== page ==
The layout of the keys on the MEGA65 keyboard is true to the layout found on the proposed Commodore 65 and therefore is a natural evolution of the keyboards around on the PET, VIC-20, C64, Plus/4, and C128. It includes popular keys in familiar locations found on these previous computers along with additional keys that functionality to both the MEGA65 hardware and software. Below is an image of the keyboard layout.

MEGA65 Keyboard Layout

The first thing you will notice, if you are new to Commodore computers, is the location for many common keys such as ( ) " ' @ * and others are not the same as a modern Mac or PC keyboards. These changes will throw off your muscle memory. But don’t despair, your fingers will get use to the arrangement and after a while, even swapping back and forth isn’t confusing. Your brain will adjust. If you were an original Commodore computer users, you’ll be surprised how familiar and nostalgic the MEGA65 keyboard feels.

The alpha-numeric keys are in the standard QWERTY layout; however, there are keys you won’t find on a modern keyboard.

Command Keys

There are several command keys on the MEGA65. Many of these will be familiar and others are new (or old). Users with Commodore computer experience will feel right at home and enjoy the new keys and features the MEGA65 brings to the retro-computing experience. We will start with the most basic of command keys, RETURN.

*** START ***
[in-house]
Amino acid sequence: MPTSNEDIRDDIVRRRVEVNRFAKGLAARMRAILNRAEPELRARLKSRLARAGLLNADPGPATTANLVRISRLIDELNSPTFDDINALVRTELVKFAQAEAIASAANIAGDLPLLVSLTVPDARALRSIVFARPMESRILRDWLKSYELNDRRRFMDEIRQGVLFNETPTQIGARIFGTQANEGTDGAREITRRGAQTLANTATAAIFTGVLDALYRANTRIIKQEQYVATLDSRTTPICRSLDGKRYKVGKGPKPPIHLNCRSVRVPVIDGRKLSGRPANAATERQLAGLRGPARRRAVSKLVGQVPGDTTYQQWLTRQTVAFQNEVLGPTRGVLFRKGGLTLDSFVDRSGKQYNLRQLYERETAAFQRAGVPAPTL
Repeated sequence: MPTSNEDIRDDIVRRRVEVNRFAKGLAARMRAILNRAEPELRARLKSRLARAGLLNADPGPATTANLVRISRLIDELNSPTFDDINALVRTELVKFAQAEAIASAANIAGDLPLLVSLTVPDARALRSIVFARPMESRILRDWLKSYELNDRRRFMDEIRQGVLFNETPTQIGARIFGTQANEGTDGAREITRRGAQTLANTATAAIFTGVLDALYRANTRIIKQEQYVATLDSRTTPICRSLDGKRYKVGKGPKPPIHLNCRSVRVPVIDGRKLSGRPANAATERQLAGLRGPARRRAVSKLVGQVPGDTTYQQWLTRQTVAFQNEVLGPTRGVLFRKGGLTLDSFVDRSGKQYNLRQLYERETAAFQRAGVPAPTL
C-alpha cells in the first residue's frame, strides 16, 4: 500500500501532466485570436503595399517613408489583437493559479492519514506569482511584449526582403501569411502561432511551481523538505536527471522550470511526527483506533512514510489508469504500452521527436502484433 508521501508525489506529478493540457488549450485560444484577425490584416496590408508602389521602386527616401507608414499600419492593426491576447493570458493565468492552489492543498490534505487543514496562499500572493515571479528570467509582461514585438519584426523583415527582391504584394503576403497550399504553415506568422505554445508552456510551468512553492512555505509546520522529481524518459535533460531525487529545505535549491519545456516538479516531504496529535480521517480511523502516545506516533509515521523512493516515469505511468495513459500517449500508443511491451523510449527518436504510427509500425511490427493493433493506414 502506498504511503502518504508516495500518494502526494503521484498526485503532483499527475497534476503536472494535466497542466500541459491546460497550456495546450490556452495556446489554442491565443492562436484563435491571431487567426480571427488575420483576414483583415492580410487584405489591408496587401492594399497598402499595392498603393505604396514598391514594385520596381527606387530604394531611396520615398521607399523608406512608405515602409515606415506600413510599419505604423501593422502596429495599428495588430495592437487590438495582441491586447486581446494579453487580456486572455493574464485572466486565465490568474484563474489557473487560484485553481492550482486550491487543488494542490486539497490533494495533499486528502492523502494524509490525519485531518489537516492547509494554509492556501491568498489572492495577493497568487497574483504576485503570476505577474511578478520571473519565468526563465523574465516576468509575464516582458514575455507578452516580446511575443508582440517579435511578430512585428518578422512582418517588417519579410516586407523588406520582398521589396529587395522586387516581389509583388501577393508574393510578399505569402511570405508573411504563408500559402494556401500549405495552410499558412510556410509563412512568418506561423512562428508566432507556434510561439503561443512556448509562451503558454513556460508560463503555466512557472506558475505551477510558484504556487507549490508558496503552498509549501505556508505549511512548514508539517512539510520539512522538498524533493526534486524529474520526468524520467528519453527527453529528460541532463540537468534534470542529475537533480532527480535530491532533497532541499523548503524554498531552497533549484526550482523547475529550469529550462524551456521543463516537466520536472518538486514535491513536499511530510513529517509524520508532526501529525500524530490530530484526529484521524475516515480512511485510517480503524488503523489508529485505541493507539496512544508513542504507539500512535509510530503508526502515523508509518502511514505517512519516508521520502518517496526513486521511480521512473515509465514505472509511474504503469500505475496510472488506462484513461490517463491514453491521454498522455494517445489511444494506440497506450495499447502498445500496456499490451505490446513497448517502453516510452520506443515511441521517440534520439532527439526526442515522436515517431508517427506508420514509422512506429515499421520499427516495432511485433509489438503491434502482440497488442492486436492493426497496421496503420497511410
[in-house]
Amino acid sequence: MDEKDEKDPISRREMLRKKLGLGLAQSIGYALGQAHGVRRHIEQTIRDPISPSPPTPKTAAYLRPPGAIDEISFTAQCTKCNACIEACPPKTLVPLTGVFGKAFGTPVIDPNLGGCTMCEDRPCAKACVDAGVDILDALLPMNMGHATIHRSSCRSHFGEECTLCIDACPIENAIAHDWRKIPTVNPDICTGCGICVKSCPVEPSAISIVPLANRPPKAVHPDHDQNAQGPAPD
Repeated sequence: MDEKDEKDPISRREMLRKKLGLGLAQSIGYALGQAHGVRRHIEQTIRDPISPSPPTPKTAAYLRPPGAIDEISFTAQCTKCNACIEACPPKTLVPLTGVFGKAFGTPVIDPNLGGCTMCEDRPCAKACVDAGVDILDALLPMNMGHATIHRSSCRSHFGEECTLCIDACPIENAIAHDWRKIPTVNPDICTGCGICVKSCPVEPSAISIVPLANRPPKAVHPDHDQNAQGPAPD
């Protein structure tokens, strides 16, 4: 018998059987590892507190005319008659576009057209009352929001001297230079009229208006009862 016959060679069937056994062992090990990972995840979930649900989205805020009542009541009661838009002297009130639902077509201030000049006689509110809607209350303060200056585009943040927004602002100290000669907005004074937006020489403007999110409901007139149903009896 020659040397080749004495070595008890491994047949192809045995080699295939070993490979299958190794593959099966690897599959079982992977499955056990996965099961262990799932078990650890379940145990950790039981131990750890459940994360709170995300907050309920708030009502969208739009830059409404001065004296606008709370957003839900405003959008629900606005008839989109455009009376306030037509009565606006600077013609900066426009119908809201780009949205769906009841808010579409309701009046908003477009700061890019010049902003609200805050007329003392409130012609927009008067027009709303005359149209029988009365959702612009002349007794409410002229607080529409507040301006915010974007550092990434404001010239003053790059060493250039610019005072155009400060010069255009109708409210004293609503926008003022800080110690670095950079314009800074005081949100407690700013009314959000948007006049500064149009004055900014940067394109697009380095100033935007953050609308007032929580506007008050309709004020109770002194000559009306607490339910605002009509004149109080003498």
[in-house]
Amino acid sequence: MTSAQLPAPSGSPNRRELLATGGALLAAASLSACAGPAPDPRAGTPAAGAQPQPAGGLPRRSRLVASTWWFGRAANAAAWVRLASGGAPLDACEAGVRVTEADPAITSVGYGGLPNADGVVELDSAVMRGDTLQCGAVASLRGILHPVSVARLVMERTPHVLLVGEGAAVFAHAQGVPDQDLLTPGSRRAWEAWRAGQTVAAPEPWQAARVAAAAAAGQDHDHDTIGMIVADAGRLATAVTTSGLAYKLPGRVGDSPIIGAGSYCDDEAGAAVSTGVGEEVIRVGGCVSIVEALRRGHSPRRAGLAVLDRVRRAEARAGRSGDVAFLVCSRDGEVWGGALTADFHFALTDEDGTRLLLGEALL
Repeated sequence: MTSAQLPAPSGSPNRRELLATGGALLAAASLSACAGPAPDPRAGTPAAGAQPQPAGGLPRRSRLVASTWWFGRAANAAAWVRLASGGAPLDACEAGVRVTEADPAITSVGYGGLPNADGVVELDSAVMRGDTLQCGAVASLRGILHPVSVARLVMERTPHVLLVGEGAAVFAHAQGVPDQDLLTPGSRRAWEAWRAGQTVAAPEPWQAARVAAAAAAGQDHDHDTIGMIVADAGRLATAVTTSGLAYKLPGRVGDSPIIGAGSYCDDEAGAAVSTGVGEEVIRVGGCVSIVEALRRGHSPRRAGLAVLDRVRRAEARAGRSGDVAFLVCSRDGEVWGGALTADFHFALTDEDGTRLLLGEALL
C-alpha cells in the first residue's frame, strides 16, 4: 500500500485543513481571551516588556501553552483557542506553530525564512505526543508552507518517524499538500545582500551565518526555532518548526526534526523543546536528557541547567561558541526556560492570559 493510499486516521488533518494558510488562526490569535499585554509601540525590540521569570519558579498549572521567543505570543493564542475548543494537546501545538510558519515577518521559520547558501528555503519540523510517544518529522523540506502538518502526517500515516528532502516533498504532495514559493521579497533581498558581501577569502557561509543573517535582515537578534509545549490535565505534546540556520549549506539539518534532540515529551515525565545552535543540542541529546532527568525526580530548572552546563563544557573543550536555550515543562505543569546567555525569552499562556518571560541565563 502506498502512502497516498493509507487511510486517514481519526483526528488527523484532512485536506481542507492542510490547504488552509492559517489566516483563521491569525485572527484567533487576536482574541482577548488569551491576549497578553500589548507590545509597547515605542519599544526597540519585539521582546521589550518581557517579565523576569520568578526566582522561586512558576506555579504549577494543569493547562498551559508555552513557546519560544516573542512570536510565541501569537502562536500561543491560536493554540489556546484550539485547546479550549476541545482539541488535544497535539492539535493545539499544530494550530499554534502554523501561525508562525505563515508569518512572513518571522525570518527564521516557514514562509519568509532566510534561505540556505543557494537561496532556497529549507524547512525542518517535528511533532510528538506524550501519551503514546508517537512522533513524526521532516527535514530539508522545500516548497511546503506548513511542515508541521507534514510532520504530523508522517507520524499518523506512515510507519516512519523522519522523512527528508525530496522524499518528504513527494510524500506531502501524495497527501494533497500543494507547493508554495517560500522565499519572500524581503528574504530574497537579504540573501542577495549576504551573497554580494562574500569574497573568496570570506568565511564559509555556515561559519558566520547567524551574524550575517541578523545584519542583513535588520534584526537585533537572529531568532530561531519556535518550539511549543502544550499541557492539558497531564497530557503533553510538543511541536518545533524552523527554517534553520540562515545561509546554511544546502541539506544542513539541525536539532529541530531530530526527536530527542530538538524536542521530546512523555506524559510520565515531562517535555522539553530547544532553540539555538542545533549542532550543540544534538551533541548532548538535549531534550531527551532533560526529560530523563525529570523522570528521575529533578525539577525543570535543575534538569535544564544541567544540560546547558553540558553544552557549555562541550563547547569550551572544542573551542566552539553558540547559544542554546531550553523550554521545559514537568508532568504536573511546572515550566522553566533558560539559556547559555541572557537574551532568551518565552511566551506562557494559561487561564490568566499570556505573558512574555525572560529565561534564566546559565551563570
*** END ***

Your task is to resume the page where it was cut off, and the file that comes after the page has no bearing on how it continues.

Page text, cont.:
In the words of Jim Butterfield from his Commodore 64 Training Video, the RETURN tells the computer to “DO IT.” That can mean many things on the MEGA65 such as:

  1. Save a BASIC program line into memory.
  2. Activate an immediate mode command.
  3. Display incorrect syntax error messages.
  4. Accept program data input.
  5. Accept program default data.
  6. Produce a carriage return.

Software developers can program this key for other uses.


There are two SHIFT keys, one on the left and one on the right. These keystrokes are called Shifted Codes and, while similar to their modern counterparts, they have MEGA65 specific functions.

Holding the SHIFT key and tapping a key with two front graphics will produce the right graphic. When the MEGA65 is in lowercase mode, holding SHIFT and an alpha character displays the uppercase version. Holding SHIFT and a numeric/symbol key will produce the alternate character displayed on the key.

Holding SHIFT with a function key will activate the second function on the key. As an example, to use F2, hold SHIFT + F1.


The MEGA65 includes a SHIFT LOCK key with an embedded LED and locking switch. Press SHIFT LOCK when it is necessary to type many uppercase characters. While active, you no longer have to press the SHIFT key to activate shifted characters. This includes graphic characters.


This key is like the SHIFT LOCK and works with alpha keys to produce capital letters.